Because NEBH made the decision to improve its prior authorization process and look for an A.I. solution to solve its challenges, its affiliate orthopedic groups also benefited.

    After implementing the new prior authorization process with A.I. technology, BSSC surgical coordinators saw a substantial reduction of prior authorization burden. In a survey of surgical coordinators, 100% of respondents “strongly agreed” that the new process saved them time. With A.I.-augmented prior authorizations, fewer prior authorizations saw denials that required peer-to-peer reviews — 75% of respondents reporting fewer peer-to-peer reviews, which relieved valuable surgeon time.

    Most important, patients benefited, too. All surgical coordinator respondents reported that turnaround times of prior authorizations were faster, giving patients better access to care and much-needed peace of mind.

    “Since implementing Verata, we’ve been able to scale our practice,” said Fran Helms, business manager, BSSC. “Surgical coordinators are spending less time on prior authorizations and more time on supporting providers in delivering superior care to our patients.”

    A game-changer

    Despite a growing volume of prior authorizations required by payers, NEBH and its affiliated orthopedic practices such as BSSC have bucked the trend: Fewer staff are burdened by prior authorization work, and they spend less time on them. With strong patient satisfaction, streamlined prior authorizations, and faster scheduling, NEBH and BSSC have recaptured lost revenue and improved their financial bottom line.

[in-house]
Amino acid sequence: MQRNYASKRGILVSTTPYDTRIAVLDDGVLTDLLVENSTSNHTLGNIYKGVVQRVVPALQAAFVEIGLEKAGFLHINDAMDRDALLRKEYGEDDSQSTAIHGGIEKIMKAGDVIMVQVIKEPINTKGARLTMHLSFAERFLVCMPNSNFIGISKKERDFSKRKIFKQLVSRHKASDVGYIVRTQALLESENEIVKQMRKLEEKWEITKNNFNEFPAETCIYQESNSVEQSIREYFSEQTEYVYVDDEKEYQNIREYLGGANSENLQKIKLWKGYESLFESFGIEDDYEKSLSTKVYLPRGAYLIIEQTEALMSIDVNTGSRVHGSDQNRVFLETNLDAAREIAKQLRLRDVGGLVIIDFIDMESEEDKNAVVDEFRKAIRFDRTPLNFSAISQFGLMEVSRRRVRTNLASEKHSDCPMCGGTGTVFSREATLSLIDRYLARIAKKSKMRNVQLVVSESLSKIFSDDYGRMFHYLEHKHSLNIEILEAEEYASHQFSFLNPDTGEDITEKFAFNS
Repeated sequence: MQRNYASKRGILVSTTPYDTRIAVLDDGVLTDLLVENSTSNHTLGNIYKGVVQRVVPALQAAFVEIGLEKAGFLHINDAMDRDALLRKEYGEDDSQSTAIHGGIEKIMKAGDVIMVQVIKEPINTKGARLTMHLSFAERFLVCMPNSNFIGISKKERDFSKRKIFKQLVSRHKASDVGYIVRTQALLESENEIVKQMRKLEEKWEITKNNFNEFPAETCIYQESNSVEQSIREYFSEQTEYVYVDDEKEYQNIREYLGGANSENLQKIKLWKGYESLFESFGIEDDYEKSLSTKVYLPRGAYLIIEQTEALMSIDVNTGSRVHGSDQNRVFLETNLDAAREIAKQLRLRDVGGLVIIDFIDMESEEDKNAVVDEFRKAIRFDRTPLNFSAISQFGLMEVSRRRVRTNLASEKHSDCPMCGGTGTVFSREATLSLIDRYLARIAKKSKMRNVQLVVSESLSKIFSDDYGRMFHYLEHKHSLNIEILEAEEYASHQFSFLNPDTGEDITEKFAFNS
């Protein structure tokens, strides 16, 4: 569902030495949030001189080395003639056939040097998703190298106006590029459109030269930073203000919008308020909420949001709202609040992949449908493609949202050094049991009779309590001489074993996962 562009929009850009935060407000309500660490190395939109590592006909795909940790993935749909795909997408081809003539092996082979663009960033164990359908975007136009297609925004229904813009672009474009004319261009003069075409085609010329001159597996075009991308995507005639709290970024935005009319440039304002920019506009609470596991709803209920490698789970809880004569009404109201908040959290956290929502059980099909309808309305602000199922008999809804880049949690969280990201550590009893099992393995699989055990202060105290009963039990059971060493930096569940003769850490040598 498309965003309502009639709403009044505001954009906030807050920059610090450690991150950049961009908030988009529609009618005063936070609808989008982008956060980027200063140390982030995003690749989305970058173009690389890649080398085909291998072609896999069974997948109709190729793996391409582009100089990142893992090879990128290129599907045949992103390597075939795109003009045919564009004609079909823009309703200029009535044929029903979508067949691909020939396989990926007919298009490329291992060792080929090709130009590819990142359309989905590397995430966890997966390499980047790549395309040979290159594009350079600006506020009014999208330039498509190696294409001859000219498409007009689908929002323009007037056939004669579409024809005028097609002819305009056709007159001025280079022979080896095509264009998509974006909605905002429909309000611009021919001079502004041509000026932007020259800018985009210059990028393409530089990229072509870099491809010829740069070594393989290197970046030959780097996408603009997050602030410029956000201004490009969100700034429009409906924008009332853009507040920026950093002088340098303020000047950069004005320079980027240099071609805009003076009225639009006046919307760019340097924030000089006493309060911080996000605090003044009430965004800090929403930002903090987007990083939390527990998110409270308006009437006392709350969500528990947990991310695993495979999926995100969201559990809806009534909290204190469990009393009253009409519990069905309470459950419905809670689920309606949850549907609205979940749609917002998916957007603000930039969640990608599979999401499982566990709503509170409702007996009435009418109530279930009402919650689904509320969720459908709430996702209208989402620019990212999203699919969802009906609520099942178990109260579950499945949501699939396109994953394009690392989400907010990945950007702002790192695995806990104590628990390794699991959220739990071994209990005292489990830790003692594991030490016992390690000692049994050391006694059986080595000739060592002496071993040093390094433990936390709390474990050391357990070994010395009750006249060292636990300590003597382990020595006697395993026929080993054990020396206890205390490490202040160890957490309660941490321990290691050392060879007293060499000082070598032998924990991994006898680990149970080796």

Beyond point solutions, A.I.’s ability to assist with complex tasks, such as reviewing clinical documentation and grading medical necessity criteria, reduce the burden that falls on providers and their staff. Practice leaders frustrated by their own prior authorization challenges should explore A.I. and automation solutions as potentially valuable tools in their quest to deliver better, faster patient care.


    1. Robeznieks A. “1 in 4 doctors say prior authorization has led to a serious adverse event.” American Medical Association. Available from:
    2. 2018 CAQH Index. “A Report of Healthcare Industry Adoption of Electronic Business Transactions and Cost Savings.” Catalyst Newsletter. Available from:
    YiDing Yu

    Written By

    YiDing Yu, MD

    YiDing Yu is also a clinical lecturer, department of population medicine, Harvard Medical School. She can be reached at